11/04/09 The Detroit News and 11/05/09 East Lansing TheStateNews.com:
Michigan has constitutional and statutory bans on same-sex marriage. Its constitution has a "super-DOMA" amendment (Art. 1, § 25) that also bans recognition of unions similar to marriage "for any purpose." In National Pride at Work, Inc. v. Governor of Michigan, 748 N.W.2d 524 (Mich. 2008), the state Supreme Court ruled that the city of Kalamazoo could not extend benefits to the qualified domestic partners of city employees.
Kalamazoo voters have just adopted a law that bars discrimination in employment, housing and public accommodation on the basis of sexual orientation. The Detroit News reports that Pam Byrnes, Speaker Pro Tem of the Michigan House, has also introduced a resolution to amend the state constitution to allow same-sex marriage:
Both chambers would have to pass the resolution to place the question on the ballot, a scenario unlikely to happen in the Republican-controlled Senate. If the resolution doesn't pass, proponents would have to collect more than 380,000 signatures to bring the question to a vote in the Nov. 2, 2010, general election. 11/04/09 The Detroit NewsThe resolution is not yet available online.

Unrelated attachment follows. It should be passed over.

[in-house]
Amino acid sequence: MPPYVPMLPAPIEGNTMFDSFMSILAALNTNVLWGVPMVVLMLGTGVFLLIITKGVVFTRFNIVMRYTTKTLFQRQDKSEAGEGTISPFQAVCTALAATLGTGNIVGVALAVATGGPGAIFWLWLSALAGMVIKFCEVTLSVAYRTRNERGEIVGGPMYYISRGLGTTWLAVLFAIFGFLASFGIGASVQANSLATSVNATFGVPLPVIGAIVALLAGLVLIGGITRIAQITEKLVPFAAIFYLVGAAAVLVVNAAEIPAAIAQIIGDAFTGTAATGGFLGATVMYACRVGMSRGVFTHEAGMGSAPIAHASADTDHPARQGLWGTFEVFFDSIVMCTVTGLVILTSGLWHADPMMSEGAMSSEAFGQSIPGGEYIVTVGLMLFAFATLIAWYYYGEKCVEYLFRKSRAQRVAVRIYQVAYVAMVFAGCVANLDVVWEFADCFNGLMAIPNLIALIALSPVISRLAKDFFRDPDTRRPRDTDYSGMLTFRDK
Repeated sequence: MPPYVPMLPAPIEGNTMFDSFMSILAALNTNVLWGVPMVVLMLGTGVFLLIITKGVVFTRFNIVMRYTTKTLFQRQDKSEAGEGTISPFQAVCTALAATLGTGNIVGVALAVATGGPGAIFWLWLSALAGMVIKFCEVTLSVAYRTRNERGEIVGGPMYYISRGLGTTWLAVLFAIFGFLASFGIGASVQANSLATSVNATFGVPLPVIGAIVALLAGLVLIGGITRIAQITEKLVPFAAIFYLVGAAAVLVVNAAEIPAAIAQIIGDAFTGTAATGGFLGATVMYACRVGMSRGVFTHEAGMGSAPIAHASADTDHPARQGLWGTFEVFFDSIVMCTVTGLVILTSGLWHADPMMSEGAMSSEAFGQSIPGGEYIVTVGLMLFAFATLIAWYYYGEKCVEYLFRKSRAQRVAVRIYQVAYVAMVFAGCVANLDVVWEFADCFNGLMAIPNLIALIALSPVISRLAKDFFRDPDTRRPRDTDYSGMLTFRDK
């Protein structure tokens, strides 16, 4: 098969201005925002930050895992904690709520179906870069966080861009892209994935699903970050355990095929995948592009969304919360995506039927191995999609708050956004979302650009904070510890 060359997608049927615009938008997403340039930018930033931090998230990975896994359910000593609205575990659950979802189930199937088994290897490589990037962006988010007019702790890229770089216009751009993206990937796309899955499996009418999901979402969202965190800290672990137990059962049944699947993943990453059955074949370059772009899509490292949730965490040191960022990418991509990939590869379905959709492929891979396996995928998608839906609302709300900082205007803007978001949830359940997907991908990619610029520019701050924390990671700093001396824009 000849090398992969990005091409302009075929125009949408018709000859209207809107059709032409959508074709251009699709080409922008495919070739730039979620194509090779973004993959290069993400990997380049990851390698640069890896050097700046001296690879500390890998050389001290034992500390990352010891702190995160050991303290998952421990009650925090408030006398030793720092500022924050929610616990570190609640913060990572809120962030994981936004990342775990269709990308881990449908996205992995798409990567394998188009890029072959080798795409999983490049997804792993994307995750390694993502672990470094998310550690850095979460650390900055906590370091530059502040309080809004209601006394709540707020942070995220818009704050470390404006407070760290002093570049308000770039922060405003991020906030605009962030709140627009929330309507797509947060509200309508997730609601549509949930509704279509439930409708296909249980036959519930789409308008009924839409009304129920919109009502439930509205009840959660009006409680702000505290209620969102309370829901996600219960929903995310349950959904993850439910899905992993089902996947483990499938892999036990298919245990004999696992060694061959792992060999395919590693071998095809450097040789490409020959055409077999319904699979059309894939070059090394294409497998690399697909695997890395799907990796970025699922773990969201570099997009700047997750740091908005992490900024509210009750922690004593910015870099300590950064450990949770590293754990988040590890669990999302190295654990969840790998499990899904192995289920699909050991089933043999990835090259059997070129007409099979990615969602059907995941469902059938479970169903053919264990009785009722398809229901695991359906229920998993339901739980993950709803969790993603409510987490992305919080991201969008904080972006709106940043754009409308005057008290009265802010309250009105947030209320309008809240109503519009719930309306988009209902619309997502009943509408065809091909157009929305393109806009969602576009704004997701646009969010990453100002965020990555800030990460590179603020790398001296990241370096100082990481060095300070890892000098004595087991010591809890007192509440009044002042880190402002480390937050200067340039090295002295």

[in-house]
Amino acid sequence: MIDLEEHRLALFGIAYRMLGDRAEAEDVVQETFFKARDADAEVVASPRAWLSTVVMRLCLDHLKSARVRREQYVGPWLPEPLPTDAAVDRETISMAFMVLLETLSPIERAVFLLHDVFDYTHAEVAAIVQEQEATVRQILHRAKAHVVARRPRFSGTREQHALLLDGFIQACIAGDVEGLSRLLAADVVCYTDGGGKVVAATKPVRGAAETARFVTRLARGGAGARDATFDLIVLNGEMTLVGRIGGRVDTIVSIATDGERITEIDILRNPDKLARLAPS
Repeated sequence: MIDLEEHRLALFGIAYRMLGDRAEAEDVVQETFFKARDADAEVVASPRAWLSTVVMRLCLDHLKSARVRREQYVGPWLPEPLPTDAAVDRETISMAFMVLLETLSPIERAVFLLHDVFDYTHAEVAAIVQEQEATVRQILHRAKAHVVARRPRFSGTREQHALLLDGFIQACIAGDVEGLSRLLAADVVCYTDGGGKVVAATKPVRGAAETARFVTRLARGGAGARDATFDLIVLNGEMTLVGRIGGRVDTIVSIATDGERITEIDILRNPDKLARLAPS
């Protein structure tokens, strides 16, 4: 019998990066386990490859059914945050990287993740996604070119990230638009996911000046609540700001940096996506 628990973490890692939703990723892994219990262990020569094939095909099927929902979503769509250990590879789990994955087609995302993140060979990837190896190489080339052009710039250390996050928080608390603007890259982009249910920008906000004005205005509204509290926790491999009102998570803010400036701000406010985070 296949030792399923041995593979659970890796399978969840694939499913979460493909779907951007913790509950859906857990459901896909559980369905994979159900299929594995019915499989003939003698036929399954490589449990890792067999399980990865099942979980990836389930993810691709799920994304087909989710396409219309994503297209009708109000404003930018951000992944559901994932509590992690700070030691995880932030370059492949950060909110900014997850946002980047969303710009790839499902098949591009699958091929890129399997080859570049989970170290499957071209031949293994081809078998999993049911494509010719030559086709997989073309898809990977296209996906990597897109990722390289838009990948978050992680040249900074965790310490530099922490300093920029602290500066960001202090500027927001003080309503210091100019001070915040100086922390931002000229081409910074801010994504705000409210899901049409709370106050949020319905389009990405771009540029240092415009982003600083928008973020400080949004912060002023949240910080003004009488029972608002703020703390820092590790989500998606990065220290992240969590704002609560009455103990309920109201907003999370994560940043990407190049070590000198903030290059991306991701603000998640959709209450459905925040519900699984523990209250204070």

Despite voter rejection of Maine's marriage-equality law, activists in states other than California may now launch ballot measures to repeal constitutional bans on same-sex marriage. (Incidentally, a recent Los Angeles Times poll shows that 60% of Californians do not want to vote on a measure to repeal Prop.8 in 2010.) The NY Times reports that a group in Oregon may try to qualify a ballot measure to repeal that state's constitutional ban, perhaps as early as 2012. (See this report on Basic Rights Oregon.)
But the Huffington Post reports that "in New Hampshire, conservatives have filed legislation to repeal the state's new gay-marriage law and amend the constitution to ban such unions." (The New Hampshire bill is not yet available online.) According to this article, another "movement is under way that aims to undo the marriage licenses given to same-sex couples since the Iowa Supreme Court legalized gay and lesbian marriages in April."
Although Washington voters have approved the state's "all-but-marriage" law for same-sex couples, advocates of same-sex marriage are reported not to be aiming at an initiative in 2010. Finally, despite the D.C. Council's recent hearings (here and here) on marriage-equality legislation, proponents of the Marriage Initiative of 2009 hope to qualify it for the ballot. The Washington Blade reports here on the D.C. Elections hearing of the qualification question, and has an editorial on the hearing here by attorney Mark Levine.